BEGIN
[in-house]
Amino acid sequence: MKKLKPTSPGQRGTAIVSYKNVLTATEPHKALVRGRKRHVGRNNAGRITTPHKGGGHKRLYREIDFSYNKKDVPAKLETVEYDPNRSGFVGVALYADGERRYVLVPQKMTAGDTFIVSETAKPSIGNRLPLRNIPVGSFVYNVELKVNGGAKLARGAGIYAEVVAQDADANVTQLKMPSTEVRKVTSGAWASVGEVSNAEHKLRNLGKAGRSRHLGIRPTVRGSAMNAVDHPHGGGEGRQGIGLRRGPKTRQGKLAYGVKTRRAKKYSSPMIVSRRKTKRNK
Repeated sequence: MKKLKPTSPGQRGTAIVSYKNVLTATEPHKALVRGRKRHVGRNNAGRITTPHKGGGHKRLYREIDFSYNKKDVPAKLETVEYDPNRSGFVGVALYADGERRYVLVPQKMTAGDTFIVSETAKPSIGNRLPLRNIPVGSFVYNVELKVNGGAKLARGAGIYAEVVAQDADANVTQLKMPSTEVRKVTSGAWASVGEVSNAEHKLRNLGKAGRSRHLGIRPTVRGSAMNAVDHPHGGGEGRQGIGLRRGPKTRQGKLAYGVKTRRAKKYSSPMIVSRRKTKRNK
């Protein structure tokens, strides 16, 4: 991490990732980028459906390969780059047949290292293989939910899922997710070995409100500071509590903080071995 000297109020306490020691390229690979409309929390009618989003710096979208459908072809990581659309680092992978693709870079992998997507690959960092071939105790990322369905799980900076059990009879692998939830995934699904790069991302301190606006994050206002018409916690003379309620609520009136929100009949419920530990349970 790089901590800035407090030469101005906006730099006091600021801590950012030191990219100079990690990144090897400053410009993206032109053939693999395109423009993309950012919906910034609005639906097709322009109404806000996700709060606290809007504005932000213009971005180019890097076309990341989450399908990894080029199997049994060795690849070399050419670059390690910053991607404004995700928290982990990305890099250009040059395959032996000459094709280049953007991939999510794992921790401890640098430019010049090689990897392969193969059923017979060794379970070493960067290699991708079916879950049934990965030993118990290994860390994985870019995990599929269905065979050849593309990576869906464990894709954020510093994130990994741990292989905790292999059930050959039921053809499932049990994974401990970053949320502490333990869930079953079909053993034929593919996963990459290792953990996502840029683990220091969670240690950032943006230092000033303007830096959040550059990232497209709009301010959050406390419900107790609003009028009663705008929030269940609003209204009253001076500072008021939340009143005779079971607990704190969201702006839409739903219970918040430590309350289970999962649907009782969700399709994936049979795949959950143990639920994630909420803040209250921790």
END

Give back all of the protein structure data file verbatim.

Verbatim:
[in-house]
Amino acid sequence: MKKLKPTSPGQRGTAIVSYKNVLTATEPHKALVRGRKRHVGRNNAGRITTPHKGGGHKRLYREIDFSYNKKDVPAKLETVEYDPNRSGFVGVALYADGERRYVLVPQKMTAGDTFIVSETAKPSIGNRLPLRNIPVGSFVYNVELKVNGGAKLARGAGIYAEVVAQDADANVTQLKMPSTEVRKVTSGAWASVGEVSNAEHKLRNLGKAGRSRHLGIRPTVRGSAMNAVDHPHGGGEGRQGIGLRRGPKTRQGKLAYGVKTRRAKKYSSPMIVSRRKTKRNK
Repeated sequence: MKKLKPTSPGQRGTAIVSYKNVLTATEPHKALVRGRKRHVGRNNAGRITTPHKGGGHKRLYREIDFSYNKKDVPAKLETVEYDPNRSGFVGVALYADGERRYVLVPQKMTAGDTFIVSETAKPSIGNRLPLRNIPVGSFVYNVELKVNGGAKLARGAGIYAEVVAQDADANVTQLKMPSTEVRKVTSGAWASVGEVSNAEHKLRNLGKAGRSRHLGIRPTVRGSAMNAVDHPHGGGEGRQGIGLRRGPKTRQGKLAYGVKTRRAKKYSSPMIVSRRKTKRNK
């Protein structure tokens, strides 16, 4: 991490990732980028459906390969780059047949290292293989939910899922997710070995409100500071509590903080071995 000297109020306490020691390229690979409309929390009618989003710096979208459908072809990581659309680092992978693709870079992998997507690959960092071939105790990322369905799980900076059990009879692998939830995934699904790069991302301190606006994050206002018409916690003379309620609520009136929100009949419920530990349970 790089901590800035407090030469101005906006730099006091600021801590950012030191990219100079990690990144090897400053410009993206032109053939693999395109423009993309950012919906910034609005639906097709322009109404806000996700709060606290809007504005932000213009971005180019890097076309990341989450399908990894080029199997049994060795690849070399050419670059390690910053991607404004995700928290982990990305890099250009040059395959032996000459094709280049953007991939999510794992921790401890640098430019010049090689990897392969193969059923017979060794379970070493960067290699991708079916879950049934990965030993118990290994860390994985870019995990599929269905065979050849593309990576869906464990894709954020510093994130990994741990292989905790292999059930050959039921053809499932049990994974401990970053949320502490333990869930079953079909053993034929593919996963990459290792953990996502840029683990220091969670240690950032943006230092000033303007830096959040550059990232497209709009301010959050406390419900107790609003009028009663705008929030269940609003209204009253001076500072008021939340009143005779079971607990704190969201702006839409739903219970918040430590309350289970999962649907009782969700399709994936049979795949959950143990639920994630909420803040209250921790």